For the sample implementation a single Data Storage List is used for all data in a Site Collection. This allows for easy maintenance and is a simpler solution. One drawback to this solution is that there is a single point where all secure fields will depend. This could cause performance issues in a very large solution. If this occurs the example solution could be extended to create a new Data Storage List per secure field.

Data Storage List

While using a SharePoint list for storage of secure data provides many advantages like Item-Level security and full API support. It also poses several challenges:

  • Visibility - A normal SharePoint list is visible to all users that have permission to it.
  • Scalability - If a single list is used to store data from all secure columns in the system the number of items in this list could be very large and exceed recommended SharePoint limits and performance could be greatly reduced
  • Permission Maintenance - If Item Level Security is used to secure each item, updating a column's permission could become very difficult.
  • Creation - When a user adds a new column it does not necessarily mean the list exists.

Each of these challenges can be addressed using standard SharePoint list functionality or custom code added to our Custom Field Type.

To address the issue of visibility we create the list as a "catalog" list. This is similar to the way other system lists are created in the standard SharePoint implementation. Examples include: web part gallery, site template gallery, and master page library. In addition, the following properties of the SPList object are set to further hide the list:

  • Hidden - Setting this value to true will remove the list from all standard UI elements.
  • NoCrawl - Setting this value to true will ensure the SharePoint crawl engine will not include data from this list.
  • OnQuickLaunch - Setting this value to false will ensure this list is not added to the quick launch navigation.

To address the scalability and permission maintenance issues we decided not to use a flat list, but instead to create a two-level folder structure to house groups of items. The first level of the folder structure corresponds to the list to which a given Secure Column belongs to. The second level of the folder structure corresponds to the given Secure Column itself. As the result, the number of items in a single folder never exceeds the number of items in a list to which given secure column belongs to, even if the lists contains multiple secure columns. This approach addresses the scalability issues and having this folder structure, we use the permissions of a second-level folder to represent the permissions associated with a given Secure Column. This eliminates the need to maintain permissions for each individual item.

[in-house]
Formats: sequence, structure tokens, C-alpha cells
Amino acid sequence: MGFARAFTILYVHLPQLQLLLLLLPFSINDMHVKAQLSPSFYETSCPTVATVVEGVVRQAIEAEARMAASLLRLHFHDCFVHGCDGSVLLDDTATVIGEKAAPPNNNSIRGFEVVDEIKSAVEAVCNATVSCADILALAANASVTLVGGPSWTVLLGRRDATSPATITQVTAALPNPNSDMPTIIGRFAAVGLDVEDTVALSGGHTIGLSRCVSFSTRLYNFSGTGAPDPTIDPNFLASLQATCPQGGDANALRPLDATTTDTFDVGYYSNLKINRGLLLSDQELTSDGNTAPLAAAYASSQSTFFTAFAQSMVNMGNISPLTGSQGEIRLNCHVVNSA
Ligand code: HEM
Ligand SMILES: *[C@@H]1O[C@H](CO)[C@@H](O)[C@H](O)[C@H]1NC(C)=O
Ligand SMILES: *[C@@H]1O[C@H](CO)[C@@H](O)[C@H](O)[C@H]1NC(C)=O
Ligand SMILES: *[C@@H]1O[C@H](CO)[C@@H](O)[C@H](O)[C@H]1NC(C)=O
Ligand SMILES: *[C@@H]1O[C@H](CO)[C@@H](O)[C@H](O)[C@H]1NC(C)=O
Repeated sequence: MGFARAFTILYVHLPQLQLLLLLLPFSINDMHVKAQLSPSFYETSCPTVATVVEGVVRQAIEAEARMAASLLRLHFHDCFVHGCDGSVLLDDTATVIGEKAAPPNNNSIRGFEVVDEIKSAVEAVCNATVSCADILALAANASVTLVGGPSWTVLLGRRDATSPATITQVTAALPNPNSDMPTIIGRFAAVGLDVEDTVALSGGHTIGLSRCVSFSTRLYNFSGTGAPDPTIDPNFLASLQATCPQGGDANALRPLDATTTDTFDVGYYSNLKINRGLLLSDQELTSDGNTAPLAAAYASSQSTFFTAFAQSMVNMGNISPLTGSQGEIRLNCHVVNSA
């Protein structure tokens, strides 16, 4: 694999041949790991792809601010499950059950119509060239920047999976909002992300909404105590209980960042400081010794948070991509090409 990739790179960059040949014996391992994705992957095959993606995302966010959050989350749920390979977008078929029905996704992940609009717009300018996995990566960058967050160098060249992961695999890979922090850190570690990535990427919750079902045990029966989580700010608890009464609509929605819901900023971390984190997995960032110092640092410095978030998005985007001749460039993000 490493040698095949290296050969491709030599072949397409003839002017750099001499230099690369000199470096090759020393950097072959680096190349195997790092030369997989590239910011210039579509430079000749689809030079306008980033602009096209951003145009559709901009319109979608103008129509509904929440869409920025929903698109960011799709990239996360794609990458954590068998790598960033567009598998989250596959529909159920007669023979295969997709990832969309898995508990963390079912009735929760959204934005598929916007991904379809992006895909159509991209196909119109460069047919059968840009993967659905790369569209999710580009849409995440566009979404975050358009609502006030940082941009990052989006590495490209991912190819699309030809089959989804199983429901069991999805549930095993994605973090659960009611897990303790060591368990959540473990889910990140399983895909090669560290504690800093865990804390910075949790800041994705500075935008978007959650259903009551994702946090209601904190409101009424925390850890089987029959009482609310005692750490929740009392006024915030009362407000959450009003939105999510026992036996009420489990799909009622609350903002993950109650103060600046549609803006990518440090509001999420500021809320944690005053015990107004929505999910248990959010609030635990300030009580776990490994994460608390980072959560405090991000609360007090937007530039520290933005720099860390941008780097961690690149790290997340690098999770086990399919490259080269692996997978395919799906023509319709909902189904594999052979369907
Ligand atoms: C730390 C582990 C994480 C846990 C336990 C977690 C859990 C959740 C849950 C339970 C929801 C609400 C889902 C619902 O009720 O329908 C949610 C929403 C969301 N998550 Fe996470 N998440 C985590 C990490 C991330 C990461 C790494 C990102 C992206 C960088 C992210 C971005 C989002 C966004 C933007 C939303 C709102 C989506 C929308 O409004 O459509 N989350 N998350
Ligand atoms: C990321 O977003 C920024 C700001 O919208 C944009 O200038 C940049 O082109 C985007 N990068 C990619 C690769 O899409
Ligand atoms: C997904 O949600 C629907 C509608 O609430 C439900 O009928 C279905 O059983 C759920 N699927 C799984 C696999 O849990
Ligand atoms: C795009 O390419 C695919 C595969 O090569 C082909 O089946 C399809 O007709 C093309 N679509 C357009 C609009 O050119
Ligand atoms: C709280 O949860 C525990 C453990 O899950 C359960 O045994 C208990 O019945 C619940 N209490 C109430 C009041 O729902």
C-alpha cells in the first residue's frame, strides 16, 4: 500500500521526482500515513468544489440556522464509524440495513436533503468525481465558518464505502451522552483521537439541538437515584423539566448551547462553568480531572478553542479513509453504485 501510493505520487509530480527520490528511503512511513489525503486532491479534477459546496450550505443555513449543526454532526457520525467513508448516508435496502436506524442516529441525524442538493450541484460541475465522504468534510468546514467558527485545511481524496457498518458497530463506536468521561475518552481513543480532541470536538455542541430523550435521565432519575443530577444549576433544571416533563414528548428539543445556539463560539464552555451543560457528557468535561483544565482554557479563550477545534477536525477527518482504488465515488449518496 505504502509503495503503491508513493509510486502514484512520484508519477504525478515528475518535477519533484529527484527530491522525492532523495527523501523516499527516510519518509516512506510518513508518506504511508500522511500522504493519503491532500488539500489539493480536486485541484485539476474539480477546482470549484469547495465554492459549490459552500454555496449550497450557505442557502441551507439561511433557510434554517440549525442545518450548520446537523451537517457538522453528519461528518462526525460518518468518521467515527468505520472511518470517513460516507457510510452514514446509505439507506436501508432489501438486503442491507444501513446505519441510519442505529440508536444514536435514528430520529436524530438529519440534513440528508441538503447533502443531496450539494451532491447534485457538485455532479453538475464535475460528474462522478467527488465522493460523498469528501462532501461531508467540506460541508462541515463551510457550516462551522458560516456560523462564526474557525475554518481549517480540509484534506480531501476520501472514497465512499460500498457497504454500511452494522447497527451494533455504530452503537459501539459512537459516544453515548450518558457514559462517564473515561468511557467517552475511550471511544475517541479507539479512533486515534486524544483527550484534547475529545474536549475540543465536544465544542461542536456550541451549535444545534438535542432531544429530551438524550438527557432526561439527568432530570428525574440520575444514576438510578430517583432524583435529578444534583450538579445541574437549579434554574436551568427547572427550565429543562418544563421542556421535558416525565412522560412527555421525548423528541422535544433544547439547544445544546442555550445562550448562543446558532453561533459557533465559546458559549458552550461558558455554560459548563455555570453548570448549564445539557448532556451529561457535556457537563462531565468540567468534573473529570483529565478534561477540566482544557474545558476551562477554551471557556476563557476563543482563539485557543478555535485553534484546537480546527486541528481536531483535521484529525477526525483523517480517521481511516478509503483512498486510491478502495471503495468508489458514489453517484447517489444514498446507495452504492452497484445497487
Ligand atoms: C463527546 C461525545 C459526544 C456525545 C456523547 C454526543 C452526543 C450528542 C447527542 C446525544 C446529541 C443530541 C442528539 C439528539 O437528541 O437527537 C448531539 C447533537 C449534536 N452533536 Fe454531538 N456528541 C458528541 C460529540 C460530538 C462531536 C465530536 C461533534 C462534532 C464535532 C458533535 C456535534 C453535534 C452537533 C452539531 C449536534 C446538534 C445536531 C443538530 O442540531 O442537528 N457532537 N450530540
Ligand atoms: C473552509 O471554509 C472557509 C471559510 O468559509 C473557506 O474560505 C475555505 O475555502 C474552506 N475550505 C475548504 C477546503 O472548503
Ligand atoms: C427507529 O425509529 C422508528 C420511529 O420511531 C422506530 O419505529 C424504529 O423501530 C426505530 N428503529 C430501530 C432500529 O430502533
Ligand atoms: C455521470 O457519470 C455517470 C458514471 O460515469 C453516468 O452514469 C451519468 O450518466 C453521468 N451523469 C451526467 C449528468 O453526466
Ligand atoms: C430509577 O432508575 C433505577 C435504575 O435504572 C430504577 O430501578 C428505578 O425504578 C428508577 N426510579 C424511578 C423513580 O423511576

Figure 3 Folder Structure

The final issue of creating this list is something that can be easily handled as part of the Custom Field Type. To do this we programmatically create the list if it does not exist when a new field is created.

Custom Field Type

As mentioned in the Solution Architecture section above, data that is logically represented by a Secure Column added to a SharePoint list, is not stored in that list. Instead it is securely stored in a separate, dedicated SharePoint list that we refer to as the Data Storage List (this list will have an internal name of _SecureFieldStorage and a site relative URL of _catalogs/_SecureFieldStorage). Retrieving data stored in this separate Data Storage List and displaying it in the context of a host list (i.e., the list that contains a Secure Column) is the primary purpose of our custom field type.

When looking to implement this functionality, we wanted to avoid starting from ground up by deriving our custom field type from the base SPField class. Instead, we wanted to leverage existing SharePoint functionality as much as possible. When considering the available out of the box SharePoint field types to use as a base for our custom field type, the lookup field type (SPFieldLookup) stands out.

The primary feature of a lookup field we want to use is its ability to be pointed at a field in another SharePoint list and retrieve this field's value based on a specific list item id, which is well aligned with what we needed. What more, using the lookup field functionality allows taking advantage of its internal implementation which leverages SQL joins and is very scalable while still being secure.